Under the current circumstances it’s not surprising to see how much Indian cement production fell in April 2020. Like many other countries, its lockdown measures to combat the coronavirus outbreak suppressed industrial output. Yet seeing an 86% year-on-year fall in the world’s second largest producer is shocking. Cement production declined to 4.1Mt from 29.2Mt. Further data shows, as part of the Indian government’s eight core industries, that steel and cement production suffered the most. Coal, crude oil, natural gas, petroleum refinery products, fertilisers and electricity generation all fell by far less.
Graph 1: Change in Indian cement production year-on-year (%). Source: Office of the Economic Adviser.
By comparison in China monthly cement output only fell around 30% at the peak of its outbreak. The difference is that China implemented a graduated lockdown nationally, with the toughest measures applied in Wuhan, the place the outbreak was first identified. As we reported in April 2020 demand for cement in Wuhan had fallen by around 80% at the time its lockdown ended. Production and demand are different, but India’s experience feels similar except that it’s on a national scale. The last time the country had a dip in cement production recently was in late 2016 when the government introduced its demonetisation measures and dented cement production growth rate (and national productivity) in the process.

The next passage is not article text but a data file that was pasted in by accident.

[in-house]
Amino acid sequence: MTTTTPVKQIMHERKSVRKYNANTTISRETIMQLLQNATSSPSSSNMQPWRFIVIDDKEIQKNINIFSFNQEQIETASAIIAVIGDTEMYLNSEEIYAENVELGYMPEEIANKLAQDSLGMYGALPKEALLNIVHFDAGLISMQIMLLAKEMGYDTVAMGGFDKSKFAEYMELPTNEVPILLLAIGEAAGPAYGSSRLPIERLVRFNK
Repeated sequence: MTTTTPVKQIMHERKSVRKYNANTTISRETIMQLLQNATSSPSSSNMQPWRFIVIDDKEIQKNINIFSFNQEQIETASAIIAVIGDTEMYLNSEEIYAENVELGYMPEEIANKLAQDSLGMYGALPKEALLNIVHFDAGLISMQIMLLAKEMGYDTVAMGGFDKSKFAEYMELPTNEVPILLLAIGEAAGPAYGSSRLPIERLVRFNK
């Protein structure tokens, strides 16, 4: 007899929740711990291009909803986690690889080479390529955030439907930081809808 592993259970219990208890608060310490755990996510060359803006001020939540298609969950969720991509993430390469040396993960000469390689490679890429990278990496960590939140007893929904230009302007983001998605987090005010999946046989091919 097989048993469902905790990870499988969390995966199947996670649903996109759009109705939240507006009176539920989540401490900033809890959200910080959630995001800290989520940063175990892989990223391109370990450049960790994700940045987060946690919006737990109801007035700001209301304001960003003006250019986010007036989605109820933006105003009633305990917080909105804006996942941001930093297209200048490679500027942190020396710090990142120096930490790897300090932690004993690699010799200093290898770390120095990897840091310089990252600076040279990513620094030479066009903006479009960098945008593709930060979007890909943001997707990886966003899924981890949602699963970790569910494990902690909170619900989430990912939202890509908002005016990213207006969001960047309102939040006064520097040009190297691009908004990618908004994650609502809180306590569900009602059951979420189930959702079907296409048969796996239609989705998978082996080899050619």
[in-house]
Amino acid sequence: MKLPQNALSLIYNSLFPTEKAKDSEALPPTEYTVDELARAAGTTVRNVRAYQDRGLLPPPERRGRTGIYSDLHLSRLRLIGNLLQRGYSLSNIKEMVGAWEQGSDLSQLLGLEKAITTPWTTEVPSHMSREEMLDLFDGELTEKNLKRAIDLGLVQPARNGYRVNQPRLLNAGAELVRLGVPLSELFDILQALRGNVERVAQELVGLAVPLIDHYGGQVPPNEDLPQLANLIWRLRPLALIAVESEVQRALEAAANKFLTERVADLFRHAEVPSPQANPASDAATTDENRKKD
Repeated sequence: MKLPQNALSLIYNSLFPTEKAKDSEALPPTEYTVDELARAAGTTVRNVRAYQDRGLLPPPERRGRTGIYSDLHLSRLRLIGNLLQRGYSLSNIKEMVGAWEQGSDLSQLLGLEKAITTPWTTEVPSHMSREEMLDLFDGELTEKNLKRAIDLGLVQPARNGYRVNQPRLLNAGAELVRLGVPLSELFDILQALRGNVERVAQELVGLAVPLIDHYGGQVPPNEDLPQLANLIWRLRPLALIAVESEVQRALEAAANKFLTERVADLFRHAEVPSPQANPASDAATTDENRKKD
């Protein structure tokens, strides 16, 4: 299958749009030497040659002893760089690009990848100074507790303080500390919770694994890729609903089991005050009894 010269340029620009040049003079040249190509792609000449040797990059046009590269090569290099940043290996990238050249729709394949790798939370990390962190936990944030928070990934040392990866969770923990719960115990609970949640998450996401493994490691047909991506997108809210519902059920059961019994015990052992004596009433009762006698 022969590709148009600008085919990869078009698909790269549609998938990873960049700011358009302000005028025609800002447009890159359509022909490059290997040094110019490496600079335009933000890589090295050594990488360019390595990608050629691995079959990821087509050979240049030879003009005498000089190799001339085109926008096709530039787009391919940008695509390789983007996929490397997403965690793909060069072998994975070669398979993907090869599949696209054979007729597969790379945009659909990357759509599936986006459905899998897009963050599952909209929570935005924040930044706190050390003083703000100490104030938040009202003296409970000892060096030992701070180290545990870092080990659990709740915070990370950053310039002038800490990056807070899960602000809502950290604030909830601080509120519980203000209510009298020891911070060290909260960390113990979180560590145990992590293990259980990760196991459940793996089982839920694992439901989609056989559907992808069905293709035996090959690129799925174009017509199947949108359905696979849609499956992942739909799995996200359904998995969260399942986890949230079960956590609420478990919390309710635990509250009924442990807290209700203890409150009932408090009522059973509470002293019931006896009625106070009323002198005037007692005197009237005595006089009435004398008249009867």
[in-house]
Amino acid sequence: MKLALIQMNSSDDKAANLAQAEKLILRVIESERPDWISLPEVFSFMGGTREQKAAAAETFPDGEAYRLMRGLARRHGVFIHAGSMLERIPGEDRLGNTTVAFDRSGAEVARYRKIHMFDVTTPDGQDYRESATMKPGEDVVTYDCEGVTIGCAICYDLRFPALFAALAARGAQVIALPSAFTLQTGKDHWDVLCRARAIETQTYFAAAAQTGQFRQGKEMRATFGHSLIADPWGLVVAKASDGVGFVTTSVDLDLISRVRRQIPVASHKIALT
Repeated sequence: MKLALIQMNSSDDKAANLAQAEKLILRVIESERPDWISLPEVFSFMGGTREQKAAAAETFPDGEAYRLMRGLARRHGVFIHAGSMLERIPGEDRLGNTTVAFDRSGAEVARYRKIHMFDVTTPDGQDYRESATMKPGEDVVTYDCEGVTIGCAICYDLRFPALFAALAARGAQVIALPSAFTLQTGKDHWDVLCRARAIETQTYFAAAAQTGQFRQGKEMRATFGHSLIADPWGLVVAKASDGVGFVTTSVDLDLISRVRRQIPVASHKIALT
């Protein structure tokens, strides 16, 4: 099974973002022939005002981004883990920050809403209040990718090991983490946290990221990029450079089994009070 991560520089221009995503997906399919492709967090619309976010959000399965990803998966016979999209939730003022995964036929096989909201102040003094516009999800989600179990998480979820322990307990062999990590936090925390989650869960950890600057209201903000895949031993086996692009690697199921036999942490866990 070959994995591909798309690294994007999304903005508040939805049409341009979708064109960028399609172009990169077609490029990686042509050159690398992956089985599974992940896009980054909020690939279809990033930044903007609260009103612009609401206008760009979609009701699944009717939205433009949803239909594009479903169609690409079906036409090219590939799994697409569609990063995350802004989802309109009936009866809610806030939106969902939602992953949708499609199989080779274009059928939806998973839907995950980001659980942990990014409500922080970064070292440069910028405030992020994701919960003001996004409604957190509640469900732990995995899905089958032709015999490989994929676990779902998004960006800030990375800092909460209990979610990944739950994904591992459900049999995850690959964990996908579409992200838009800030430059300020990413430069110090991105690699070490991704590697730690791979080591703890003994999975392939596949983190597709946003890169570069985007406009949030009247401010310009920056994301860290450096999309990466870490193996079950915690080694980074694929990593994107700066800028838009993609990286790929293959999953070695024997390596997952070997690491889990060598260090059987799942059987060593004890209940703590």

UltraTech Cement, Orient Cement, Ambuja Cement, India Cement, Dalmia Bharat, JK Lakshmi Cement, Shree Cement and others all suspended operations to varying degrees in the first phase of the lockdown in late March 2020. Operations of industrial plants in rural areas was then cleared to restart in mid-April 2020, although subject to local permissions and social distancing rules, as the country’s lockdown zones took shape. All of this started to show in company results towards the end of March 2020 as sales started to be hit. The worst is yet to filter through to balance sheets.
March 2020 was a particularly bad time for the government to shut down cement plants because it is normally the month when annual construction work peaks. Cement production usually hits a high around the same time. The monsoon season then follows, reducing demand, giving producers a poor time to restart business. Credit ratings agency Care Ratings has forecast that capacity utilisation will drop to 45% in the 2020 – 2021 financial year. This follows a rate of 65 – 70% over the last six years with the exception of 2019- 2020, which was dragged down to 61% due to lockdown effects. On top of this labour issues are also expected to be a major issue to the sector returning to normality. The mass movement of workers back to their homes made world-wide news as India started its lockdown. Now they have to move back and Care Ratings thinks this is unlikely to complete until after the monsoon season, by September 2020. Hence, it doesn’t expect a partial recovery until the autumn, nor a full recovery until January 2021 at the earliest.
Not everybody is quite as gloomy though. HM Bangur, the managing director at Shree Cement recently told the Business Standard newspaper that he was expecting a rebound following the resumption of production in May 2020. He also reported a capacity utilisation rate of 60% at his company, higher than Care Rating’s prediction above, and he noted a difference between demand in rural areas and smaller cities (higher) compared to bigger cities (lower).
India is now pushing forward with plans to further unlock its containment measures to focus on the economy. However, daily reported news cases of coronavirus surpassed 8000 for the first time on Sunday 31 May 2020. How well its more relaxed lockdown rules will work won’t be seen for a few weeks. While this plays out we’ll end with quote from HM Bangur that will resonate with cement producers everywhere: “sales are imperative.”